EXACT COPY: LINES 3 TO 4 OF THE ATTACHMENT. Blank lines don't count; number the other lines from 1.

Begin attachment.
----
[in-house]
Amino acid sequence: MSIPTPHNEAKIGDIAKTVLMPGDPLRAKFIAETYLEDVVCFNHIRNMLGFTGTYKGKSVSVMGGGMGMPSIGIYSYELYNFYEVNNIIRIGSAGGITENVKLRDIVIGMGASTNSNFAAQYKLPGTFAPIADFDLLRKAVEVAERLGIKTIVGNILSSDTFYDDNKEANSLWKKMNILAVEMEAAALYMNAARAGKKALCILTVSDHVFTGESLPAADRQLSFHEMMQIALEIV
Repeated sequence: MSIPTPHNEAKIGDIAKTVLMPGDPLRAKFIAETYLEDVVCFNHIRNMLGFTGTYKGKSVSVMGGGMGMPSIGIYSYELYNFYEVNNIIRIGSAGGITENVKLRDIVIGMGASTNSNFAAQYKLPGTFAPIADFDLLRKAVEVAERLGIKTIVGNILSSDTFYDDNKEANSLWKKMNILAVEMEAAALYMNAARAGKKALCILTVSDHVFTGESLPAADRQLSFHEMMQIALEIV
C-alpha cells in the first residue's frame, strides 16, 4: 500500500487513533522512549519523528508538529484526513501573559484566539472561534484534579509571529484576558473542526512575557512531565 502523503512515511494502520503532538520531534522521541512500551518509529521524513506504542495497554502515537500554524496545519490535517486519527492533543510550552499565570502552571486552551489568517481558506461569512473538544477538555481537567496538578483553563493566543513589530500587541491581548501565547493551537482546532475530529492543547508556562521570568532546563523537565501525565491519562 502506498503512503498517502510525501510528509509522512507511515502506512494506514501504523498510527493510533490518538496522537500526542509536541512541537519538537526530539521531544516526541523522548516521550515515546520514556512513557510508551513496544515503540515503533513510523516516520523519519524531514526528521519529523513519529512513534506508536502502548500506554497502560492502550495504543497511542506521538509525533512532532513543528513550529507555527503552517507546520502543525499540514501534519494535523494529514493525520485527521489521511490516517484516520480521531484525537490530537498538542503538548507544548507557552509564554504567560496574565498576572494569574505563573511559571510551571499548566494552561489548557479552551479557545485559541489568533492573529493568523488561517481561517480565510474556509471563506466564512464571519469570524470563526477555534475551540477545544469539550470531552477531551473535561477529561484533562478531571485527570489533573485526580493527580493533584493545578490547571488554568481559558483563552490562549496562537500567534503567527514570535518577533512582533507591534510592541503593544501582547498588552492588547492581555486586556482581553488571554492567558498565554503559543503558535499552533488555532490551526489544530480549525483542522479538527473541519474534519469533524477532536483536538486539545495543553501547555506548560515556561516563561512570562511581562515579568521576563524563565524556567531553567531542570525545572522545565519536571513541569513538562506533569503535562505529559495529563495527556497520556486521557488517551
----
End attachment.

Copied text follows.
Repeated sequence: MSIPTPHNEAKIGDIAKTVLMPGDPLRAKFIAETYLEDVVCFNHIRNMLGFTGTYKGKSVSVMGGGMGMPSIGIYSYELYNFYEVNNIIRIGSAGGITENVKLRDIVIGMGASTNSNFAAQYKLPGTFAPIADFDLLRKAVEVAERLGIKTIVGNILSSDTFYDDNKEANSLWKKMNILAVEMEAAALYMNAARAGKKALCILTVSDHVFTGESLPAADRQLSFHEMMQIALEIV
C-alpha cells in the first residue's frame, strides 16, 4: 500500500487513533522512549519523528508538529484526513501573559484566539472561534484534579509571529484576558473542526512575557512531565 502523503512515511494502520503532538520531534522521541512500551518509529521524513506504542495497554502515537500554524496545519490535517486519527492533543510550552499565570502552571486552551489568517481558506461569512473538544477538555481537567496538578483553563493566543513589530500587541491581548501565547493551537482546532475530529492543547508556562521570568532546563523537565501525565491519562 502506498503512503498517502510525501510528509509522512507511515502506512494506514501504523498510527493510533490518538496522537500526542509536541512541537519538537526530539521531544516526541523522548516521550515515546520514556512513557510508551513496544515503540515503533513510523516516520523519519524531514526528521519529523513519529512513534506508536502502548500506554497502560492502550495504543497511542506521538509525533512532532513543528513550529507555527503552517507546520502543525499540514501534519494535523494529514493525520485527521489521511490516517484516520480521531484525537490530537498538542503538548507544548507557552509564554504567560496574565498576572494569574505563573511559571510551571499548566494552561489548557479552551479557545485559541489568533492573529493568523488561517481561517480565510474556509471563506466564512464571519469570524470563526477555534475551540477545544469539550470531552477531551473535561477529561484533562478531571485527570489533573485526580493527580493533584493545578490547571488554568481559558483563552490562549496562537500567534503567527514570535518577533512582533507591534510592541503593544501582547498588552492588547492581555486586556482581553488571554492567558498565554503559543503558535499552533488555532490551526489544530480549525483542522479538527473541519474534519469533524477532536483536538486539545495543553501547555506548560515556561516563561512570562511581562515579568521576563524563565524556567531553567531542570525545572522545565519536571513541569513538562506533569503535562505529559495529563495527556497520556486521557488517551